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Corporate Lawyers Help Local Homeless

PECO News Release
November 13, 2007

PHILADELPHIA (November 13, 2007) – Attorneys and staff from PECO, Exelon, ACE Group of Insurance Companies, Pep Boys, Aetna, Merck, Wachovia, Blue Cross, and Reliable Companies with the Homeless Advocacy Project (HAP), an organization dedicated to meeting the legal and advocacy needs of Philadelphia’s homeless community, held a recent birth certificate clinic that helped over 130 adults and children apply for their birth certificates free of charge.

The clinic fulfilled an important need for those without birth certificates because living without proper documentation makes it almost impossible for a homeless person to receive medical assistance, apply for housing or take advantage of public programs.

Marsha Cohen, HAP executive director, said, “This clinic was HAP’s most successful corporate pro bono event ever!  HAP is incredibly grateful to ACE Group of Insurance Companies, Pep Boys, Aetna, Merck, Wachovia, Blue Cross, Reliable Companies and organizing hosts PECO and Exelon for donating their time and talents to process and pay for birth certificate applications for 26 children and 108 adults.”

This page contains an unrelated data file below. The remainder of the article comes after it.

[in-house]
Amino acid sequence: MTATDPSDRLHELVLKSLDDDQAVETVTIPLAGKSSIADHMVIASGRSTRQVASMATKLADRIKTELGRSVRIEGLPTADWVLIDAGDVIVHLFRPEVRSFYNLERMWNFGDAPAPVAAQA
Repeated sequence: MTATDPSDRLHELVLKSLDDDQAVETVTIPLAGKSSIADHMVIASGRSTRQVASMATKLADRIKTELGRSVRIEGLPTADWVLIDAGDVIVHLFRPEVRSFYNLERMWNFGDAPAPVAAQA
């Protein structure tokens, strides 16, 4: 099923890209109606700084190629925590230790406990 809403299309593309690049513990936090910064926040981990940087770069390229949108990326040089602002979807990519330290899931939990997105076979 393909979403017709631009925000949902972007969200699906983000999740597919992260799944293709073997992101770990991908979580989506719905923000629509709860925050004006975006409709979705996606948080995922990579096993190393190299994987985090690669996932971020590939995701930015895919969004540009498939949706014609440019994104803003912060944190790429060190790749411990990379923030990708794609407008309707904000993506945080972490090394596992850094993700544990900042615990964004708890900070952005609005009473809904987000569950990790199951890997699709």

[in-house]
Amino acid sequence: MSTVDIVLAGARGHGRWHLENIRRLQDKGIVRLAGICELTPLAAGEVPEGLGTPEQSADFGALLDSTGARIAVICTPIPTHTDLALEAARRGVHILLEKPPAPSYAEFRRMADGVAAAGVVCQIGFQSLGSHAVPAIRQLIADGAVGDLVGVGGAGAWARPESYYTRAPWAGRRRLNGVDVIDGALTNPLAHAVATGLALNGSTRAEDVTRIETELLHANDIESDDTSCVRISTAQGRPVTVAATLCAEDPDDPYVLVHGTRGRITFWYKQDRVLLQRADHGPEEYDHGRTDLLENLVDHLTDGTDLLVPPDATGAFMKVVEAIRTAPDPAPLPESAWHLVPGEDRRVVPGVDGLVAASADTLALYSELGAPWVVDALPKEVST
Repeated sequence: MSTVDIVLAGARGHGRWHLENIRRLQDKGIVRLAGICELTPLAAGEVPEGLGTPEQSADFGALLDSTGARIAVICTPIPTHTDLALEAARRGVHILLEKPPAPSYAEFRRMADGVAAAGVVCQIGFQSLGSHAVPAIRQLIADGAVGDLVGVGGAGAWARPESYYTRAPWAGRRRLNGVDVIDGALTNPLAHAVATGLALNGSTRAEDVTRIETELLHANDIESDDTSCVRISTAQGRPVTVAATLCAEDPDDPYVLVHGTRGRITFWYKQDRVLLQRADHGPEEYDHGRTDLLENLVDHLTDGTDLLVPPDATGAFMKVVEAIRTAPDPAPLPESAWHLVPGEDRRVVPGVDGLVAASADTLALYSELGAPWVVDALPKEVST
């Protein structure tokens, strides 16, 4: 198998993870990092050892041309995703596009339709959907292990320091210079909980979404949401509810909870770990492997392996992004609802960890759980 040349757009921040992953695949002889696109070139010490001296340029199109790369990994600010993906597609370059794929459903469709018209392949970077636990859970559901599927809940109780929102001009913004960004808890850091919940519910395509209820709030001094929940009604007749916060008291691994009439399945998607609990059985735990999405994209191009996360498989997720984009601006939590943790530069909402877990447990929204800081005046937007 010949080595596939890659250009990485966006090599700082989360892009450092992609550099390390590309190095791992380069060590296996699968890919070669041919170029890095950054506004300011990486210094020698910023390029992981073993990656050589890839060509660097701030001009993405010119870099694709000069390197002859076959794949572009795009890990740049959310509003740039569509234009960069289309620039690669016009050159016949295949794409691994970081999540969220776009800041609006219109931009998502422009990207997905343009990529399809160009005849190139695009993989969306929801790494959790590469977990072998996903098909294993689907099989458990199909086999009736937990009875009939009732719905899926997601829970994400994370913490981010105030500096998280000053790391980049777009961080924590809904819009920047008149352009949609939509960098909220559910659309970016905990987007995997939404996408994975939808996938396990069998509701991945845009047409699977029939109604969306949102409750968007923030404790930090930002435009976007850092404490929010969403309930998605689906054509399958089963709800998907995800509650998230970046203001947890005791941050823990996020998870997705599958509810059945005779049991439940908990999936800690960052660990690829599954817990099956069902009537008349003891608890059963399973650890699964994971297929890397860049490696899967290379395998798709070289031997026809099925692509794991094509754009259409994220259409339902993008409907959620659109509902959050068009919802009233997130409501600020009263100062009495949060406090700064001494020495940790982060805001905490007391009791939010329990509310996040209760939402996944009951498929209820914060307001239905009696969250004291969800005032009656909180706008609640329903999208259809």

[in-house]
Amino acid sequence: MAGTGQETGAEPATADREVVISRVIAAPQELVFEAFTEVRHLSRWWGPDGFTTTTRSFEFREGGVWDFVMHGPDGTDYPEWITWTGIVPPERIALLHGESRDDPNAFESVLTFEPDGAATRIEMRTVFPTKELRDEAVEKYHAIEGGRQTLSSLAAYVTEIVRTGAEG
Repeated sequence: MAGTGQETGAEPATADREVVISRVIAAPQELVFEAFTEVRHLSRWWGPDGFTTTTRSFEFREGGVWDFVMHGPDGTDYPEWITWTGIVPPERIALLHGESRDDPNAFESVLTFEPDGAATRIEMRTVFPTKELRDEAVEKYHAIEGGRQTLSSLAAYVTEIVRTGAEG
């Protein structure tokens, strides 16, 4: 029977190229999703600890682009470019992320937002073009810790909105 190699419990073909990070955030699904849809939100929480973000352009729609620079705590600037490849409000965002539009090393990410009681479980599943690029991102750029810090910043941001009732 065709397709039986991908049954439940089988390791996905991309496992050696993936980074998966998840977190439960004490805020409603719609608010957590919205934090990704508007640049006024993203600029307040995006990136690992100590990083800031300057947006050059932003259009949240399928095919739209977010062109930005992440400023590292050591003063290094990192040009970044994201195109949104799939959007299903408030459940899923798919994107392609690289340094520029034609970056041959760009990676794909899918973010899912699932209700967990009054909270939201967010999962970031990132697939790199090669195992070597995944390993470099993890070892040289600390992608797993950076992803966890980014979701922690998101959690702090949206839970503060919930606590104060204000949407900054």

“I just participated in the Pro Bono Institute’s national convocation where law firms and corporations met to determine more effective means to provide free legal services to those in need,” said Kevin Stepanuk, Exelon / PECO assistant general counsel and the organizer of the clinic.  “That our corporate law departments successfully served this need, with support on out-of-state applications from Dechert, LLP, is a reflection of the good we can accomplish by working together.”

While law firms generally have emphasized community service, chief legal officers in corporations across the country developed the Corporate Pro Bono Challenge with the slogan “Good Intentions, Great Results” to enable in-house lawyers to identify and demonstrate their commitment to pro bono service to co-workers and colleagues in the legal profession. Ethical rules governing the conduct of attorneys have traditionally identified pro bono service to those unable to obtain access to justice as a key element of the professional identity and unique role of lawyers.